- Up to 2.7 million Brits admit to having hacked their neighbors’ Wi-Fi when their own internet went down, with another 1.6 million doing so after being given access to a previous event.
- One-fifth of manufacturers spend more than 2 hours measuring passwords, trying to combine the names of pets (28 percent) and children (24 percent).
- Researchers also found that the average time spent on neighbors ‘internet’post support’ is 52 days, with one in 20 still logged in for a year
New research today revealed that 4.3 million Welsh people are guilty of ‘hacking’ their neighbors’ Wi-Fi when their own internet crashes, or even attempting to pay for their own internet connection.
1.6 million of those who supported their neighbors’ Wi-Fi had previously kept passwords after obtaining prior permission – but 2.7 million measured their entrance by passwords, with a combination so simple that a third (33 percent). ) the code was split within half an hour.
One-fifth (18 percent) of manufacturers spent more than 2 hours – and in some cases weeks (5 percent) – trying out different password combinations.
Wi-Fi owner name (30 percent), pet names (28 percent) and baby names (24 percent) were the most likely initial guess that hackers might have.
A study by satellite broadband provider Konnect showed that only 25 per cent of Britons were fully confident that their neighbors had never connected to the internet.
Once on, wait on
When accessed, the time spent on internet ‘piggyback support’ for neighbors stands at an average of 52 massive days, with one in 20 admitting to being connected for over a year.
After having unreliable unreliable connections in their own homes, the justification for hacking neighbors’ Wi-Fi was given half (55 percent), but one in 10 (10 percent) said they ‘need’ to do some online. shopping.
One in 20 (7 percent) even admitted it was so they could continue chatting online.
It may also be an encouragement that the average Welshman can only be disconnected from the internet for 3 hours 35 minutes before feeling anxious.
And neighborhood connections are not the only way Brits go to extremes to hack online, and researchers find numerous examples of people being forced to book hotel rooms, Wi-Fi-enabled buses and even apply for a vacation to go online.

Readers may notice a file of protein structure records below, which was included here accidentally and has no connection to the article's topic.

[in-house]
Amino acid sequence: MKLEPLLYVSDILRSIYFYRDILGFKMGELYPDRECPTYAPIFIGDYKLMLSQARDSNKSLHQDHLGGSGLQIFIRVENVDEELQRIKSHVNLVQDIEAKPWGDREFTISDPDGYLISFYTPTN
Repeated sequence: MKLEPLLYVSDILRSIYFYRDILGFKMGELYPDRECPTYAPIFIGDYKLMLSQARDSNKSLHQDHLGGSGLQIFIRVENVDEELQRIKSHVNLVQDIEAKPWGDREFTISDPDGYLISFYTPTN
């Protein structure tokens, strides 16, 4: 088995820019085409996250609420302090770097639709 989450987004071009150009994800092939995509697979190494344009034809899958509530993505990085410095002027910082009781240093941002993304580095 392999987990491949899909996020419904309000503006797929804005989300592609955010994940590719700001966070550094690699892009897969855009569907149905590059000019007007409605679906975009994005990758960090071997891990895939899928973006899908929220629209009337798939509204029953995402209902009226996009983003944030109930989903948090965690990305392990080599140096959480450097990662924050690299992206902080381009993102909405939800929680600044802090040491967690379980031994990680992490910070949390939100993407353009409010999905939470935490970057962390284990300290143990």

Other ways we find online
The most extreme cases revealed by researchers included:
- “After my phone broke while on holiday, I insisted on driving to the nearest city to buy a new phone so I could connect to the internet for the rest of my vacation. ”
- “I went to my local supermarket to connect to Wi-Fi”
- “I traveled 30 miles to my office to find a Wi-Fi connection that I knew was reliable”
- “I traveled 60 miles to my grandparents”
- “I went to McDonald’s to download TV shows”
- “One time when my internet went down, I traveled almost 2 hours to my parents. I stayed with them for 3 days until my connection was re-established. ”
- I sat outside a former boyfriend’s house to use my laptop ”
- “I went to the local community center where there was a yoga class and sat at the back and connected to the council’s internet”
James Soames, Global Marketing Director from connectsaid:
“In 2022 most people expect to have a reliable internet connection but as this research shows, that is not the case for millions of households across the UK.
“An internet connection plays a vital role in people’s ability to get on with their lives, we are taking huge steps to get online – such as hacking into your neighborhood’s Wi-Fi or traveling over 60 miles.
“The good news is that with satellite broadband, you can get an internet connection even where fiber is not an option.”
4.3 Million Brits Admit Wi-Fi Wi-Fi to Neighbors –
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